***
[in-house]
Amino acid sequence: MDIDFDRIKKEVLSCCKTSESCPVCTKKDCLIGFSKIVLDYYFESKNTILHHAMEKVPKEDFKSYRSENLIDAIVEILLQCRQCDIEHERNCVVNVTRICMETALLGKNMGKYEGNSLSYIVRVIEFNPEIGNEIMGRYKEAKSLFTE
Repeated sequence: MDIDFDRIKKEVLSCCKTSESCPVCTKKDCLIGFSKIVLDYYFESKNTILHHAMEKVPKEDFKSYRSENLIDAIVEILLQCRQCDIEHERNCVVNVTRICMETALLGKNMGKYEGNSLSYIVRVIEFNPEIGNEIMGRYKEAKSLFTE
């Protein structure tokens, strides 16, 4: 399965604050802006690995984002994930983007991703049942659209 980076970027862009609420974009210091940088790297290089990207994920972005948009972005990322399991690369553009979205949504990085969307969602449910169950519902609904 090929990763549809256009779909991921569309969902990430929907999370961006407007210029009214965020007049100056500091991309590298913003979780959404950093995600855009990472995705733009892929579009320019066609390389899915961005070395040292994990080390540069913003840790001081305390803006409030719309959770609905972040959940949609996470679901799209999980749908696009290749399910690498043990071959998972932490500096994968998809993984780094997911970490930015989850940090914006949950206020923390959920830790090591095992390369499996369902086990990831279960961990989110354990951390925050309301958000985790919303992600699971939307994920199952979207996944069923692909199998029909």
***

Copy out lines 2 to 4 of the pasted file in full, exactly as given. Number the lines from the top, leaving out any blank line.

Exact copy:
Amino acid sequence: MDIDFDRIKKEVLSCCKTSESCPVCTKKDCLIGFSKIVLDYYFESKNTILHHAMEKVPKEDFKSYRSENLIDAIVEILLQCRQCDIEHERNCVVNVTRICMETALLGKNMGKYEGNSLSYIVRVIEFNPEIGNEIMGRYKEAKSLFTE
Repeated sequence: MDIDFDRIKKEVLSCCKTSESCPVCTKKDCLIGFSKIVLDYYFESKNTILHHAMEKVPKEDFKSYRSENLIDAIVEILLQCRQCDIEHERNCVVNVTRICMETALLGKNMGKYEGNSLSYIVRVIEFNPEIGNEIMGRYKEAKSLFTE
């Protein structure tokens, strides 16, 4: 399965604050802006690995984002994930983007991703049942659209 980076970027862009609420974009210091940088790297290089990207994920972005948009972005990322399991690369553009979205949504990085969307969602449910169950519902609904 090929990763549809256009779909991921569309969902990430929907999370961006407007210029009214965020007049100056500091991309590298913003979780959404950093995600855009990472995705733009892929579009320019066609390389899915961005070395040292994990080390540069913003840790001081305390803006409030719309959770609905972040959940949609996470679901799209999980749908696009290749399910690498043990071959998972932490500096994968998809993984780094997911970490930015989850940090914006949950206020923390959920830790090591095992390369499996369902086990990831279960961990989110354990951390925050309301958000985790919303992600699971939307994920199952979207996944069923692909199998029909």